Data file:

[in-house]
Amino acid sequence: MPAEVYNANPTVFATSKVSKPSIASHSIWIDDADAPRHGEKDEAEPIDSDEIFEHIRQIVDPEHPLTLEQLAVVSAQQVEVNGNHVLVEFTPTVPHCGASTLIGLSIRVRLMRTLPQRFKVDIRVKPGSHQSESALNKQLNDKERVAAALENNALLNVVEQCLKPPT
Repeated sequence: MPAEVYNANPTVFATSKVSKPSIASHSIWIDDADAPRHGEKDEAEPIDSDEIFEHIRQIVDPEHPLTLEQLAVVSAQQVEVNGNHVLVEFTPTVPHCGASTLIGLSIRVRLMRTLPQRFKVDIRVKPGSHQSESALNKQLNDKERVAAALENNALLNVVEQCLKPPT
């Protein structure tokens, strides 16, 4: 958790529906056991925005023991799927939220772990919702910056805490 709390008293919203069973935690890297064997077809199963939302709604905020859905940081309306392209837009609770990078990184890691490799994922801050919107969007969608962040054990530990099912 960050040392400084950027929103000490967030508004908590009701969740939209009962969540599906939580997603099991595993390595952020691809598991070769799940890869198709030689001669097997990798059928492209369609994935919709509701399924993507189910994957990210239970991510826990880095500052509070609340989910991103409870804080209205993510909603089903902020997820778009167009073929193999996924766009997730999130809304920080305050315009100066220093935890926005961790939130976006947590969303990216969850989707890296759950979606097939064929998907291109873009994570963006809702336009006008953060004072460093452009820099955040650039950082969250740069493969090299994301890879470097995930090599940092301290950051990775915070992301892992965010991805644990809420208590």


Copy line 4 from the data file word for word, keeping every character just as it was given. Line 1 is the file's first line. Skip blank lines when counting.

């Protein structure tokens, strides 16, 4: 958790529906056991925005023991799927939220772990919702910056805490 709390008293919203069973935690890297064997077809199963939302709604905020859905940081309306392209837009609770990078990184890691490799994922801050919107969007969608962040054990530990099912 960050040392400084950027929103000490967030508004908590009701969740939209009962969540599906939580997603099991595993390595952020691809598991070769799940890869198709030689001669097997990798059928492209369609994935919709509701399924993507189910994957990210239970991510826990880095500052509070609340989910991103409870804080209205993510909603089903902020997820778009167009073929193999996924766009997730999130809304920080305050315009100066220093935890926005961790939130976006947590969303990216969850989707890296759950979606097939064929998907291109873009994570963006809702336009006008953060004072460093452009820099955040650039950082969250740069493969090299994301890879470097995930090599940092301290950051990775915070992301892992965010991805644990809420208590």